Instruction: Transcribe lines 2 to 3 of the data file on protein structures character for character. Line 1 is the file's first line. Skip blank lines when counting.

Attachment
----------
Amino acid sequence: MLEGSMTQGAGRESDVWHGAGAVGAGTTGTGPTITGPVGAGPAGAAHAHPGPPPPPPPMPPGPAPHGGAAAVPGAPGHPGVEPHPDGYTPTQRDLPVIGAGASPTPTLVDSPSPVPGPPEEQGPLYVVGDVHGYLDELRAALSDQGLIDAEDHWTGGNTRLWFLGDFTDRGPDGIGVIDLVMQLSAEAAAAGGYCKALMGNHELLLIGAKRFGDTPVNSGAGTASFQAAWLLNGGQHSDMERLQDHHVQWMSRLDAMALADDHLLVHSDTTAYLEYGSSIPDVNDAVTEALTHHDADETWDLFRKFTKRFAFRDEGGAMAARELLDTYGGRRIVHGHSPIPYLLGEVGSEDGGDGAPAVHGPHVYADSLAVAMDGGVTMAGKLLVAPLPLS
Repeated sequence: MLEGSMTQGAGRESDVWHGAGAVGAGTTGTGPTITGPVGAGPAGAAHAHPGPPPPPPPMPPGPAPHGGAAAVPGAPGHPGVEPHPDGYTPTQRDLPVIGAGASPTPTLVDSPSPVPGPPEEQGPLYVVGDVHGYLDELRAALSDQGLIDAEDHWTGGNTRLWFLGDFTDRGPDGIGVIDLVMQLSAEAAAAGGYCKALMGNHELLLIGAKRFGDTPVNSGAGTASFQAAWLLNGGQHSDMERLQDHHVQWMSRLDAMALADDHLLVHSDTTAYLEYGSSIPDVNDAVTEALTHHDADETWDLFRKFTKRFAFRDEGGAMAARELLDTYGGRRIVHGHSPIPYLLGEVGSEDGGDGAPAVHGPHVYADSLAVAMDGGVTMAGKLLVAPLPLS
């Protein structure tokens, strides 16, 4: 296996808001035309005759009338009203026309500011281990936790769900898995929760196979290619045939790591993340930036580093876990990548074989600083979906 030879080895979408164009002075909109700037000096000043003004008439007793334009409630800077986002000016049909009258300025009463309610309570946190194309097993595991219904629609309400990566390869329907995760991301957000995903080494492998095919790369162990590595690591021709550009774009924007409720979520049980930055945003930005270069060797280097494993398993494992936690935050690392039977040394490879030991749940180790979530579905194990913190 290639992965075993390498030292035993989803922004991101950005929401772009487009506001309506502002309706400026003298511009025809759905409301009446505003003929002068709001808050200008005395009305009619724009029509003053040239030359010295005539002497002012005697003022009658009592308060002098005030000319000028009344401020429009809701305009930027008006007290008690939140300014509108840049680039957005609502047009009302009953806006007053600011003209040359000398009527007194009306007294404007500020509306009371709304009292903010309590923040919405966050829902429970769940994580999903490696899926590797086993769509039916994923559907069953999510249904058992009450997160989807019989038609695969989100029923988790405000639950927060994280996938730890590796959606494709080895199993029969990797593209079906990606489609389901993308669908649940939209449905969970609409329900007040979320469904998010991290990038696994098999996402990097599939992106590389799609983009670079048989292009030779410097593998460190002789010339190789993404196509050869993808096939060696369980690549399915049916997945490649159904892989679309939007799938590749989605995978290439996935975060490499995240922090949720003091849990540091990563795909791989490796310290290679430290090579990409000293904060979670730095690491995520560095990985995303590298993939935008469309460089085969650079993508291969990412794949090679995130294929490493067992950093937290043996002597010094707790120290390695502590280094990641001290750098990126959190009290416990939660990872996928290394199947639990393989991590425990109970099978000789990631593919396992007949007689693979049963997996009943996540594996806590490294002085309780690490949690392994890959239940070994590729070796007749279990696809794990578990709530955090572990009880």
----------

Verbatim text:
Repeated sequence: MLEGSMTQGAGRESDVWHGAGAVGAGTTGTGPTITGPVGAGPAGAAHAHPGPPPPPPPMPPGPAPHGGAAAVPGAPGHPGVEPHPDGYTPTQRDLPVIGAGASPTPTLVDSPSPVPGPPEEQGPLYVVGDVHGYLDELRAALSDQGLIDAEDHWTGGNTRLWFLGDFTDRGPDGIGVIDLVMQLSAEAAAAGGYCKALMGNHELLLIGAKRFGDTPVNSGAGTASFQAAWLLNGGQHSDMERLQDHHVQWMSRLDAMALADDHLLVHSDTTAYLEYGSSIPDVNDAVTEALTHHDADETWDLFRKFTKRFAFRDEGGAMAARELLDTYGGRRIVHGHSPIPYLLGEVGSEDGGDGAPAVHGPHVYADSLAVAMDGGVTMAGKLLVAPLPLS
């Protein structure tokens, strides 16, 4: 296996808001035309005759009338009203026309500011281990936790769900898995929760196979290619045939790591993340930036580093876990990548074989600083979906 030879080895979408164009002075909109700037000096000043003004008439007793334009409630800077986002000016049909009258300025009463309610309570946190194309097993595991219904629609309400990566390869329907995760991301957000995903080494492998095919790369162990590595690591021709550009774009924007409720979520049980930055945003930005270069060797280097494993398993494992936690935050690392039977040394490879030991749940180790979530579905194990913190 290639992965075993390498030292035993989803922004991101950005929401772009487009506001309506502002309706400026003298511009025809759905409301009446505003003929002068709001808050200008005395009305009619724009029509003053040239030359010295005539002497002012005697003022009658009592308060002098005030000319000028009344401020429009809701305009930027008006007290008690939140300014509108840049680039957005609502047009009302009953806006007053600011003209040359000398009527007194009306007294404007500020509306009371709304009292903010309590923040919405966050829902429970769940994580999903490696899926590797086993769509039916994923559907069953999510249904058992009450997160989807019989038609695969989100029923988790405000639950927060994280996938730890590796959606494709080895199993029969990797593209079906990606489609389901993308669908649940939209449905969970609409329900007040979320469904998010991290990038696994098999996402990097599939992106590389799609983009670079048989292009030779410097593998460190002789010339190789993404196509050869993808096939060696369980690549399915049916997945490649159904892989679309939007799938590749989605995978290439996935975060490499995240922090949720003091849990540091990563795909791989490796310290290679430290090579990409000293904060979670730095690491995520560095990985995303590298993939935008469309460089085969650079993508291969990412794949090679995130294929490493067992950093937290043996002597010094707790120290390695502590280094990641001290750098990126959190009290416990939660990872996928290394199947639990393989991590425990109970099978000789990631593919396992007949007689693979049963997996009943996540594996806590490294002085309780690490949690392994890959239940070994590729070796007749279990696809794990578990709530955090572990009880």